Posts Tagged ‘decorating with color’

PicMonkey Collage - colors2

As soon as I earned my first paycheck, I started to buy clothes in green and purple. In hindsight, I think it was a reaction to wearing a school uniform that consisted of brown, cream, mustard and red; it literally took me about 20 years before I would wear any of my school colors again.

So, green and purple became my automatic favorites; in fact, I think I spent most of the late 80’s wearing purple and green sweater’s over leggings (well, that, and an over-sized graphic t-shirt inspired by Frankie Goes to Hollywood).

Now, I’ve forgiven my school, and I love it when I see unusual color pairings that just work (even though we sometimes think they shouldn’t). The color trend is more about showing your personality, instead of following design rules, because really, rules are like words in the Dictionary; they are a wonderful base of knowledge, but they still need to be updated every now and again.

Like peas and carrots, these color combinations may not be your first choice, but they will always have a certain unexpected charm…

Picmonkey Collage - colors1

PicMonkey Collage - colors


Wendy E. Wrzos  http://wendyandthebluegiraffe.blogspot.com/

Thank you to:  A Sweet Pea Chef (Carrots), The Smithsonian (Peas), Chictopia (Dress) Acute Designs(Flowers) Pixi Wishes  Forehead Kisses (Cake), Pinterest (Door and Sea Glass)  House Beautiful (Living Room).


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Have you noticed that television shows, furniture and clothing are all being re-introduced to us with a healthy dose of 1960’s reality? So what if it doesn’t reflect 2012, maybe it just simply makes people feel happier. When life feels complicated, we crave simplicity, we reminisce about how things used to be.
Even people who say they don’t like retro are drawn to the occasional piece that is totally out of character; suddenly finding themselves being cheered up by a square, orange teapot, or a ridiculously, impractical new dress. Typically, the colors back then were brighter, and the designs more streamlined. TV shows from that era depict an old-fashioned view of life; men and women had defined roles, and families spent more time together. People drank a bit too much, and smoked without worrying about getting sick. Technology and cars were limited and expensive, making your private life very public, and forcing teenagers to rely on the availability of their parent’s old station wagon.
Of course our nostalgia removes all of the bad bits, but a retro life, on the surface, just sounds less complicated. Incorporating our lives with these quirky, bold reminders makes us smile when we are over-scheduled, forcing us to take ourselves a little less seriously.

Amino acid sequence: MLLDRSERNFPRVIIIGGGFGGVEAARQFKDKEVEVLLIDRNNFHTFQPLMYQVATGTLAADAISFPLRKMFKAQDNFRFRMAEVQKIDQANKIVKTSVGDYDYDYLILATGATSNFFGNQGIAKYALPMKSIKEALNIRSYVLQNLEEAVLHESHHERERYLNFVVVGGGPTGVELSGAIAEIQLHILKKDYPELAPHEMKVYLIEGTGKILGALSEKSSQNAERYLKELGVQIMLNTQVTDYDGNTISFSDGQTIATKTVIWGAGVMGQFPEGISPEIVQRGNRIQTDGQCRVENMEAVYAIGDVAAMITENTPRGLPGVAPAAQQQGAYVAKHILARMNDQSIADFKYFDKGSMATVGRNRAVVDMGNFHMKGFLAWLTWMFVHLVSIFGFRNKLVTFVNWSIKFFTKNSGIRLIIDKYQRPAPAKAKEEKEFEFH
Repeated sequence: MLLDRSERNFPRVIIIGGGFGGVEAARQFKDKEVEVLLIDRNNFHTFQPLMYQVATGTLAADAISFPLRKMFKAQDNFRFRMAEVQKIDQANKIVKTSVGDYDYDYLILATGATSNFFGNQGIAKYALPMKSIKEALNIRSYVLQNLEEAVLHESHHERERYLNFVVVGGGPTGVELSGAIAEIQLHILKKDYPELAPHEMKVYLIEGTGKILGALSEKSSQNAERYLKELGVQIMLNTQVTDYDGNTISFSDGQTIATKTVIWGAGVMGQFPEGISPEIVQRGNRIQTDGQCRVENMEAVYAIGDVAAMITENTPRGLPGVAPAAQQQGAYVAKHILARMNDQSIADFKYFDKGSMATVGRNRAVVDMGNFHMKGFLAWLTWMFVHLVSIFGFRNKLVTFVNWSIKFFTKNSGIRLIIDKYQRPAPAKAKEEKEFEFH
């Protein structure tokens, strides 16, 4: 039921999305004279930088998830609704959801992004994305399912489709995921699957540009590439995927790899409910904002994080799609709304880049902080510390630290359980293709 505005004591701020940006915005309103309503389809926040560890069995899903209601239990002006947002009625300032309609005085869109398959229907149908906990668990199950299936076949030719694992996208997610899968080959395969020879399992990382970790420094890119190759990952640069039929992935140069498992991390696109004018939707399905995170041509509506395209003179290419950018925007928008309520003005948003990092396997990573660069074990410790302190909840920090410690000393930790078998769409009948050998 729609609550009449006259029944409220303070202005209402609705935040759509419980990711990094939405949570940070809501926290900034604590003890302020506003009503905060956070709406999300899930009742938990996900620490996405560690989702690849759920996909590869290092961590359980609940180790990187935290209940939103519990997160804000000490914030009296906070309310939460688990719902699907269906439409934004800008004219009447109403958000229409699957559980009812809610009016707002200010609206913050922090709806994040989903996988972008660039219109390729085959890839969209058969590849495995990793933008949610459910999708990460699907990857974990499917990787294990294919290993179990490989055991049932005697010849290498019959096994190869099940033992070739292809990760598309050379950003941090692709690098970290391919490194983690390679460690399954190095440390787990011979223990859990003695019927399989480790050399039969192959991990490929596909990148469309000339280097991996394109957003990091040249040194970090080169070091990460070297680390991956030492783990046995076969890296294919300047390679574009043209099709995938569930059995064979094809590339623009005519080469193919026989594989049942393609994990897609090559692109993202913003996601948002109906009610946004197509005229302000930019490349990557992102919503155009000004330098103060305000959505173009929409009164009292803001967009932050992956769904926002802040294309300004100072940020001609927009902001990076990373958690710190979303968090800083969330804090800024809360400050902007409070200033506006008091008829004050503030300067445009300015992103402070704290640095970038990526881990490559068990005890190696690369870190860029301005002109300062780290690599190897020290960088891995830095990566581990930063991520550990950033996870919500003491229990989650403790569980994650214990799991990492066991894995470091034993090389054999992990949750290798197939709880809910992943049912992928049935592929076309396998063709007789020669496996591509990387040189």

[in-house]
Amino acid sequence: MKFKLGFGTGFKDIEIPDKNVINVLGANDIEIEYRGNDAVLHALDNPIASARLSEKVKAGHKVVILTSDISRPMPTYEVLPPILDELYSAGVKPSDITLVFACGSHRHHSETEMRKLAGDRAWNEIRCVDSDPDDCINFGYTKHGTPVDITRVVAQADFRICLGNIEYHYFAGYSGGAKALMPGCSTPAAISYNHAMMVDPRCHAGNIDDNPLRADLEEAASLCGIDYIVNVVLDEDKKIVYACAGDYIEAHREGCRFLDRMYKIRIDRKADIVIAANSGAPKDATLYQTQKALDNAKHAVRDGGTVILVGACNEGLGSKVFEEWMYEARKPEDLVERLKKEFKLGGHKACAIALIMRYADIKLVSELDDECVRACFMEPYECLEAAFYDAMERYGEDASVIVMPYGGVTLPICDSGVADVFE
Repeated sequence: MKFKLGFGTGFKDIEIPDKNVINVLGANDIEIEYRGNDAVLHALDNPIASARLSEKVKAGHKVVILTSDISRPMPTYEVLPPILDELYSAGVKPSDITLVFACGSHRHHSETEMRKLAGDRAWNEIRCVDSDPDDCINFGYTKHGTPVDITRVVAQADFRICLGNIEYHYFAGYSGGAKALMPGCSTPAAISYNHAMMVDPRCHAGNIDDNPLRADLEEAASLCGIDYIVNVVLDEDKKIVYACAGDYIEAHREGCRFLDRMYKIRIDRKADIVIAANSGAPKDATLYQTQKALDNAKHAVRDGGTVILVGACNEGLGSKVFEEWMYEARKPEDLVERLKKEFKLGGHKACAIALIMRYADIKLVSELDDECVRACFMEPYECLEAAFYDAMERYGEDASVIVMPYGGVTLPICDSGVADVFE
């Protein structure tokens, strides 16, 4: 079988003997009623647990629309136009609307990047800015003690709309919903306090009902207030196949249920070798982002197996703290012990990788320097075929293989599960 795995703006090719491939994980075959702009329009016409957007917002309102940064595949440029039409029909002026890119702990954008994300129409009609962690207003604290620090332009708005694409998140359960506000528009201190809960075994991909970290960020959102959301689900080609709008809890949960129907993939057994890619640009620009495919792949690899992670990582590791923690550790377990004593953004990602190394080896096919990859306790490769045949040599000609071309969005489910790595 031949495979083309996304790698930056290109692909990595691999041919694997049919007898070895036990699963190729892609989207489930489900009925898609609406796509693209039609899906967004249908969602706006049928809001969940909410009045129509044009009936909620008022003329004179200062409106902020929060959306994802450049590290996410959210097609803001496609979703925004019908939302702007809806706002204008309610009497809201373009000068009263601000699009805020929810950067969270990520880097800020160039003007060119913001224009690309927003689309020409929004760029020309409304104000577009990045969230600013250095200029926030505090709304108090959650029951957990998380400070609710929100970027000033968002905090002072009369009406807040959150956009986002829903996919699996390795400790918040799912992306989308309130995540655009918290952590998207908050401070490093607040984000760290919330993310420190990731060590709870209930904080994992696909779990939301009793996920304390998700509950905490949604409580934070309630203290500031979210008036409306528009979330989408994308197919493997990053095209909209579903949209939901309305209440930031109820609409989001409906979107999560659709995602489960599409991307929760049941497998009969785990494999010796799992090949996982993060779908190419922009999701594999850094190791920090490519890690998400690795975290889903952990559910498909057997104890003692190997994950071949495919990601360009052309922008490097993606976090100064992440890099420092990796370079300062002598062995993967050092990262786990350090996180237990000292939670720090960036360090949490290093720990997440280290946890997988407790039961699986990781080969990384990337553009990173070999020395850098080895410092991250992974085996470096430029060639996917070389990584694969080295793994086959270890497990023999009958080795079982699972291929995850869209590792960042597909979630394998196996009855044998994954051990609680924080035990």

Some trends are deliberate, forced upon us by bored designers, but I don’t think this one is. I think it was born from an emotional need to cheer people up when the world became a little glum!
How can you be worried when your sofa is lime green? Living with a little bit of retro makes you feel like it can all be fixed with a pie in the oven, a good hug, an Elvis record and a shiny, pink Cadillac!
(Lovely photograph courtesy of Kate Bingham, UK, with a little bit of Elvis added in for good measure)

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When a client asked me to help her choose colors based on the Color Wheel, I was a little unsure. Yes, I have an Interior Design Color Wheel, but, personally, I sometimes dig my heels in when I am told what I am “supposed” to do. I guess the Color Wheel falls into that category – being told what to do…

So, we sat down, looked at the front, chose our color, spun the wheel, then started to read the back of the card. We both burst out laughing, neither one of us understanding what to do next. We put it away, and chose the colors based on her favorite things instead. If nothing else, it was a lesson; it gave me something to write about, and left me wondering if I could explain it to my readers (just in case you’re curious).

Did you know that the Color Wheel was invented in the 1600’s by Sir Isaac Newton? It was originally based on sunlight – he separated the sunbeams with a prism, which created different colors (just like a rainbow), then joined them back together to show the natural progression. So, does that mean that if I look at the color sequence of a rainbow, and turn it into a circle, it will look like the color wheel? Well, I just tried it, and it does! The colors of the rainbow are red, orange, yellow, green. blue, indigo and violet …

Now that I know where it came from, I understand it even less. Why are we basing our judgement on a rainbow? Does that mean that we should decorate according to all natural combinations? If I wear green and brown together, won’t I just look like a tree?

Anyway, back to the story. The premise is that by spinning a wheel you will be told which colors go together, therefore, you will know exactly how to decorate your home. It begins with you highlighting the main color that you want to use. Once you do this, it will automatically bring you to the coordinating set of colors, based on a few guidelines. Complimentary (the color opposite the main color), Monochromatic (any shade of your main color) Split Complimentary (the two colors either side of your Complimentary) and Related (any shade that is either side of your main color). Confused? Don’t be. If you are a bit cautious, maybe tones of the same shade would be a good beginning. More adventurous, choose the complimentary or split-complimentary colors.

If you buy an Interior Design Color Wheel, my advice is to read the directions, let it guide you, but most of all have fun playing with the spinning circle.  After all, it is just a round rainbow…

Wendy E. Wrzos http://wendyandthebluegiraffe.blogspot.com/

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